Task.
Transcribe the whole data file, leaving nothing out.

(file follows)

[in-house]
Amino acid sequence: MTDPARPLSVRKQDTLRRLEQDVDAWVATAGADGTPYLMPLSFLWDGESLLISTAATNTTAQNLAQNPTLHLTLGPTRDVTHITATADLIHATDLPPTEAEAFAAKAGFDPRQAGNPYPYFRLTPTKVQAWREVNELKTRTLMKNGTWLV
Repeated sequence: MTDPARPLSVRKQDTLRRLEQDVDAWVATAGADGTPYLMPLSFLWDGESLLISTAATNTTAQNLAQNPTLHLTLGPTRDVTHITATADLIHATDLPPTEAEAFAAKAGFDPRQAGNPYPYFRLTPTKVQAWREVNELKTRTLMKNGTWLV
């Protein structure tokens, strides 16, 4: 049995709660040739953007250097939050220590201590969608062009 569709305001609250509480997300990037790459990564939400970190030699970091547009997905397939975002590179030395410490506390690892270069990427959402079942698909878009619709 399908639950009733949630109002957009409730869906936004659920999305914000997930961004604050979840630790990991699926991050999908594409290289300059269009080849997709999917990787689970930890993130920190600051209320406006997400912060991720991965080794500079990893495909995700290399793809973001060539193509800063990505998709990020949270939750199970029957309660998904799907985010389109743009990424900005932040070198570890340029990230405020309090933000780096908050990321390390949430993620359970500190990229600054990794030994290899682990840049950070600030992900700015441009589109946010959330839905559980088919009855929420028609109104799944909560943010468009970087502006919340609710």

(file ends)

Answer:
[in-house]
Amino acid sequence: MTDPARPLSVRKQDTLRRLEQDVDAWVATAGADGTPYLMPLSFLWDGESLLISTAATNTTAQNLAQNPTLHLTLGPTRDVTHITATADLIHATDLPPTEAEAFAAKAGFDPRQAGNPYPYFRLTPTKVQAWREVNELKTRTLMKNGTWLV
Repeated sequence: MTDPARPLSVRKQDTLRRLEQDVDAWVATAGADGTPYLMPLSFLWDGESLLISTAATNTTAQNLAQNPTLHLTLGPTRDVTHITATADLIHATDLPPTEAEAFAAKAGFDPRQAGNPYPYFRLTPTKVQAWREVNELKTRTLMKNGTWLV
């Protein structure tokens, strides 16, 4: 049995709660040739953007250097939050220590201590969608062009 569709305001609250509480997300990037790459990564939400970190030699970091547009997905397939975002590179030395410490506390690892270069990427959402079942698909878009619709 399908639950009733949630109002957009409730869906936004659920999305914000997930961004604050979840630790990991699926991050999908594409290289300059269009080849997709999917990787689970930890993130920190600051209320406006997400912060991720991965080794500079990893495909995700290399793809973001060539193509800063990505998709990020949270939750199970029957309660998904799907985010389109743009990424900005932040070198570890340029990230405020309090933000780096908050990321390390949430993620359970500190990229600054990794030994290899682990840049950070600030992900700015441009589109946010959330839905559980088919009855929420028609109104799944909560943010468009970087502006919340609710």